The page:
50. Stef 1

    @AC 13:14

    Until Macrossan/Aerotel, I will gladly conced that software patents were a grey area in the UK. Not so since: the UK IPO actually comes down *much* harder than the EPO on software applications. Nearly as hard as the Chinese and Polish patent offices, as a matter of fact.

    UK test Q2 "Is the invention implemented in software only?" Yes = application automatically refused. Short, sweet, to the point. And final. Nothing remotely grey about it any more (appeals notwithstanding - but then have a look at UK IPO Comptroller decisions and related Appeals since M/A came in... Don't know about others, but I wouldn't advise a client to have a go, unless his software made some networked robot or spindryer do something new and inventive)

    None of this "further technical effect" malarkey still in use at the EPO (although, to be fair to the EPO, their "notional unskilled but inventive business person" has pretty much killed all of that anyway, and factually results in just as much refusals at the EPO as at the UK IPO).

    Note that the Macrossan/Aerotel test applies just the same to pending applications, as to patents granted X years ago if they were to undergo a validity challenge in litigation today: there might have been a fair few UK software patents granted in the last 10 years (dot com boom and follow-on), but I'd gladly wager 99% of them wouldn't survive the firsty hurdle of litigation (validity check) and are virtually unenforceable today.

    Note at Oliver Jones while I'm back: "I would have thought the European Patent Office offers you everything the UK one does, plus more - protection of your idea(s) across the whole of Europe, not just one country. For one fee, no less"

    Once granted, an EP patent becomes a bundle of national granted patents (according to which EPC countries the patentee designates and validates at grant. Not necessarily all EPC countries at all, could be just one or two). Put simply: one place to prosecute, many patents to enforce in respective jurisdictions (with EPO and then validations fees vastly more expensive than the UK alone, btw - by orders of magnitude).

    I work for a small provincial private practice, and can vouch that we have a good number of "little guys" who are doing very well out of their unique or small number of patents. Personally, I always describe patents as a "corporate swiss army knife": it's just a tool to facilitate a lot of corporate procedures, actions and opportunities in all kinds of predictable and unpredictable ways, but should never be taken as the be-all-and-end-all of a company. Business circumstances alone should always dictate whether to try and get one or not, never the prestige or perceived merit of an invention, or the textbook 'thou shall not steal my idea' principle, or some other non-Real World bullshit reason.

    Third pint. Guess I'll get a cab tonight.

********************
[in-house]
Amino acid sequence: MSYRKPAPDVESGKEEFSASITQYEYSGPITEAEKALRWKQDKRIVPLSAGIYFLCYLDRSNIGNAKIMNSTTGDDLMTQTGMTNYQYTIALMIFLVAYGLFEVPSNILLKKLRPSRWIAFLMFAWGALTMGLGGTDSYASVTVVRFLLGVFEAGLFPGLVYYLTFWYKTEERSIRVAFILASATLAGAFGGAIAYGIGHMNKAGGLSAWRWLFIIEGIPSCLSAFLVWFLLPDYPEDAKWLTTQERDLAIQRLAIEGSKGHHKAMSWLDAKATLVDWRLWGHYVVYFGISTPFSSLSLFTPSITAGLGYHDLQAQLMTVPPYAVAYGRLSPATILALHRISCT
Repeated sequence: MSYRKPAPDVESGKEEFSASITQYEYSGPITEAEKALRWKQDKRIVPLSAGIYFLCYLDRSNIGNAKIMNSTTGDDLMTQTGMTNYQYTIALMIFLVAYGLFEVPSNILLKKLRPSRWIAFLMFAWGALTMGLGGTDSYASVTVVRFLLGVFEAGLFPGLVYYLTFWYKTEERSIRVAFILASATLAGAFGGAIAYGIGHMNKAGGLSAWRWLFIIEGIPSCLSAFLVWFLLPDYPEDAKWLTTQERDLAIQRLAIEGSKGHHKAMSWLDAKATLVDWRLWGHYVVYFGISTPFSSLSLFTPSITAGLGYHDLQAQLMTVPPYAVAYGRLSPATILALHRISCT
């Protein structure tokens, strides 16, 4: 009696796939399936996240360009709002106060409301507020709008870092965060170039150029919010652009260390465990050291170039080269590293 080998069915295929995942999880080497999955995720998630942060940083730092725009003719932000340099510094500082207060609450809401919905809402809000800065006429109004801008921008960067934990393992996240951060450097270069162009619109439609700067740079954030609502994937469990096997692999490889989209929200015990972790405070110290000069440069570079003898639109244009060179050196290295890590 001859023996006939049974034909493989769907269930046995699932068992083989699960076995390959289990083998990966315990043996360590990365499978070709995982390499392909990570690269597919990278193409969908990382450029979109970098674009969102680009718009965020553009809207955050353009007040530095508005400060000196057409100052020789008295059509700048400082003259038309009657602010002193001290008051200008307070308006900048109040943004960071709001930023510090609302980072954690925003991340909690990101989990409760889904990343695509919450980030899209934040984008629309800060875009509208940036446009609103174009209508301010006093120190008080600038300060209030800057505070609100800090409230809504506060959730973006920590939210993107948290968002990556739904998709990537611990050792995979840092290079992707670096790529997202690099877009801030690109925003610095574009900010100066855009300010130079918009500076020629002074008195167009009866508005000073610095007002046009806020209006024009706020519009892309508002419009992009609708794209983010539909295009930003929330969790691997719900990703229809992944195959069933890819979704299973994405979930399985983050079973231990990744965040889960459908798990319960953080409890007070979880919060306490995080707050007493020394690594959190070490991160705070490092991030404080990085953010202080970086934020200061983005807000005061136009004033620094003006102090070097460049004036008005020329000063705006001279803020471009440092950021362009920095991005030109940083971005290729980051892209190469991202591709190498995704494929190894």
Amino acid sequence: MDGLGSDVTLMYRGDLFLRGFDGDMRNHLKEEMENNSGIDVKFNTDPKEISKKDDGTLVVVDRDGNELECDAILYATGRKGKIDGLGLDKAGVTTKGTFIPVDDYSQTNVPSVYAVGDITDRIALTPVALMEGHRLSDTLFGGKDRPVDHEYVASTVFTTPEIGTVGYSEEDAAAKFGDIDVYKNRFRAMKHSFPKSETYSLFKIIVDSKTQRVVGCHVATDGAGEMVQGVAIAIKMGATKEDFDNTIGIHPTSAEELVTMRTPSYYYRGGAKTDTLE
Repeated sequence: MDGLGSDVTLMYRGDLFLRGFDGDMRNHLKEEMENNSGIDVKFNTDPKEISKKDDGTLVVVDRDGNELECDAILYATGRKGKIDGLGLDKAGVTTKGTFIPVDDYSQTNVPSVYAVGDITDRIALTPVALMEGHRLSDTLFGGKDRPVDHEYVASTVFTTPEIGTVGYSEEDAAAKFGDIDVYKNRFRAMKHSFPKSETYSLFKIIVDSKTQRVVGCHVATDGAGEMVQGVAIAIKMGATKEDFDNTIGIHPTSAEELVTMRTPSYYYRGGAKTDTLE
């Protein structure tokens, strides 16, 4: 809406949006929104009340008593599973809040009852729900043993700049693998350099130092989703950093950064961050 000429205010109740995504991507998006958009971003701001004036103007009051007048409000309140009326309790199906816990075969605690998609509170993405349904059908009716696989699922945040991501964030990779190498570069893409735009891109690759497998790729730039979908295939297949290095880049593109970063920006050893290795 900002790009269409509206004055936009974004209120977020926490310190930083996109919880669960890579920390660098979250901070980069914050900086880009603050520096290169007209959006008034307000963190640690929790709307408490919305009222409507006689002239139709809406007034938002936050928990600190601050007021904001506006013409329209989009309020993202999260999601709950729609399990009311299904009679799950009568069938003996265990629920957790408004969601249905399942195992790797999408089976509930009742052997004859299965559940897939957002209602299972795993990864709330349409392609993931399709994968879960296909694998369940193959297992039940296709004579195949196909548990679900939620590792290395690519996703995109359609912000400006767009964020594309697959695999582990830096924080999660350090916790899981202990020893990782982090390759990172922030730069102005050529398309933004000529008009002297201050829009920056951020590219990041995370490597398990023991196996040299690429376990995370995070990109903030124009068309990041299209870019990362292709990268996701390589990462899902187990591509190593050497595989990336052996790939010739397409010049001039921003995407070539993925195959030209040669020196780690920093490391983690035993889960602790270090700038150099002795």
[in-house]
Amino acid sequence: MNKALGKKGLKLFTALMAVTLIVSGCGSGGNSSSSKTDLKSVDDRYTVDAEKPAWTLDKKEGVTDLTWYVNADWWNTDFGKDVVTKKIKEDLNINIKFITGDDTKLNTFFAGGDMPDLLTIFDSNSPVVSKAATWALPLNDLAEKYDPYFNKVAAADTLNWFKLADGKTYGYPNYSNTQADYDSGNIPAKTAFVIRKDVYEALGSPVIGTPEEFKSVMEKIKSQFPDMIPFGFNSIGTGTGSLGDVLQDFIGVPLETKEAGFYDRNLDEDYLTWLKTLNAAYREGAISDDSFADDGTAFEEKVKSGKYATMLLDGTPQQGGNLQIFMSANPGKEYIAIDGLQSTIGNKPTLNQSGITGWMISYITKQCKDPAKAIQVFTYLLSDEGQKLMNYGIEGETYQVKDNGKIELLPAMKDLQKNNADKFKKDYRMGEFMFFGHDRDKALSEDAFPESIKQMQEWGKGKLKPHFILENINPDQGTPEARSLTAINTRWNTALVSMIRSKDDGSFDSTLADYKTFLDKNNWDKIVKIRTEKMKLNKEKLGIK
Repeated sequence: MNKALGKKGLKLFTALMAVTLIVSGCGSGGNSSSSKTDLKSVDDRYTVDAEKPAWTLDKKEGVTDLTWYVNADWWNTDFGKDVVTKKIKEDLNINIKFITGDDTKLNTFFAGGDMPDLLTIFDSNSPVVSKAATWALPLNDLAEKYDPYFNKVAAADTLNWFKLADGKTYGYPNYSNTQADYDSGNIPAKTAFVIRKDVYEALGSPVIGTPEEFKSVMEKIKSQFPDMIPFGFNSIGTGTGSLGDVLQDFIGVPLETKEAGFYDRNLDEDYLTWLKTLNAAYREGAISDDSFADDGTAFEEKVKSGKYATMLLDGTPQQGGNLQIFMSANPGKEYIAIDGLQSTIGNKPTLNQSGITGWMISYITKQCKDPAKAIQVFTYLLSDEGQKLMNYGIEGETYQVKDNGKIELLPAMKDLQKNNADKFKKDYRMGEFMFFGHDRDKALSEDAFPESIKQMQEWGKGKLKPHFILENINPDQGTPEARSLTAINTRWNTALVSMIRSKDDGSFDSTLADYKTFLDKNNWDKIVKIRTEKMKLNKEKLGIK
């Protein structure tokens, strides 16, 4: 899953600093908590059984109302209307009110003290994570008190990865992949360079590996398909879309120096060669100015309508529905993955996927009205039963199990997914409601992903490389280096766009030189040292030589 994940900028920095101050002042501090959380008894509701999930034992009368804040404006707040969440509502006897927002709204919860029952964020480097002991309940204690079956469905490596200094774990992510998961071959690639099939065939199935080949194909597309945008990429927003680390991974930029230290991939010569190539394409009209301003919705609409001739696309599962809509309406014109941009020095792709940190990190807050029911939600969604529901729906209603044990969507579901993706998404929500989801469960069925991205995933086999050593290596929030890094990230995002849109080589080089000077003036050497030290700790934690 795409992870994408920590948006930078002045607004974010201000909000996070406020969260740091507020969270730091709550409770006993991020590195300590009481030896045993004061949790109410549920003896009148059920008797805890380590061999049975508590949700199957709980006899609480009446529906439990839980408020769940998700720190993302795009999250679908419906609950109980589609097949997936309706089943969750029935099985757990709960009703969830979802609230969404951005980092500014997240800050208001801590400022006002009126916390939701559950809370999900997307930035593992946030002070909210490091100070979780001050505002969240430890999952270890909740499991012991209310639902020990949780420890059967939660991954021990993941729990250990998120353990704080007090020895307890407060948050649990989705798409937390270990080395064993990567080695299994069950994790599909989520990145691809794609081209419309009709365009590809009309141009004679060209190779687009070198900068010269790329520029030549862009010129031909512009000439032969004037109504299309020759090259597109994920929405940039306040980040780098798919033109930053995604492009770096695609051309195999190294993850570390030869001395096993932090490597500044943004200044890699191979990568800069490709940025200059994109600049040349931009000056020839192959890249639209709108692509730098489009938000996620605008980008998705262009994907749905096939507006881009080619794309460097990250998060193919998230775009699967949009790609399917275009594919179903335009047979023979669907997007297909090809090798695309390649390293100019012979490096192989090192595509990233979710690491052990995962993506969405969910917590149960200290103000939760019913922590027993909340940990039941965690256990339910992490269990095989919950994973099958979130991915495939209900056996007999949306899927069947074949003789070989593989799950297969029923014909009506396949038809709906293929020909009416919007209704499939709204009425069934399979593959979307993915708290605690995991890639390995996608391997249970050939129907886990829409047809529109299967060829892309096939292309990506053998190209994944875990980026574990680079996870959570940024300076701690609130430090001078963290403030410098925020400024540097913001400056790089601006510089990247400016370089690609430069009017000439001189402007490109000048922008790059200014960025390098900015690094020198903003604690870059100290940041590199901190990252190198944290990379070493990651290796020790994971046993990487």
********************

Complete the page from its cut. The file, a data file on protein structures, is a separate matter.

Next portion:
51. Anonymous Coward

    Trevor Baylis...

    is an unmitigated prick, as anyone who has ever seen or heard him speak will know full well.

  52. GreyCells

    It's mine, all mine...

    ...and I don't share.

    Greed always exposes mankind's worst side.

    Note that the quote is slightly inaccurate: "...the patent is *potentially* worth a million pounds..."

    A bit like saying my lottery ticket is potentially worth a million pounds.

  53. Richard 102

    Be careful

    I just filed a patent on the letter 'e'. You all owe me big time.

  54. Infernoz Bronze badge

    What a loser!

    Trevor Baylis is a patent troll, cry-baby, he's upset because the Tiger economies are making superior, lower priced, products, to his. I have one of his old torches (a present), it's heavy duty rubbish filament bulb trash, the battery life was pathetic, the generator a pain to turn, and it broke; the far east upgrades I have are a far superior LED based, at a fraction of the price of his new LED based models.

  55. Anonymous Coward
    Anonymous Coward

    At least Trevor gets the problems with patent law into the headlines...

    Want better search results than Google? I've got a simple solution - but why should I give it to Google (or Microsoft) for them to make a killing while I get nothing? It's a software fix so I can't patent it in UK.

    OK so let's look at something I could patent in UK. I've got an idea for improved outdoor activity/hiking equipment. I could patent it, I'm advised that could cost £5k. By getting a patent I would put the concept into the public domain. I can't afford £5k, if I could then I'd not be able to afford manufacturing & marketing costs. So someone else harvests my idea from the patent publication, manufactures, makes money. I find out and want to enforce my patent. The lawyers say "OK put £50k on the table and we'll get on the case..."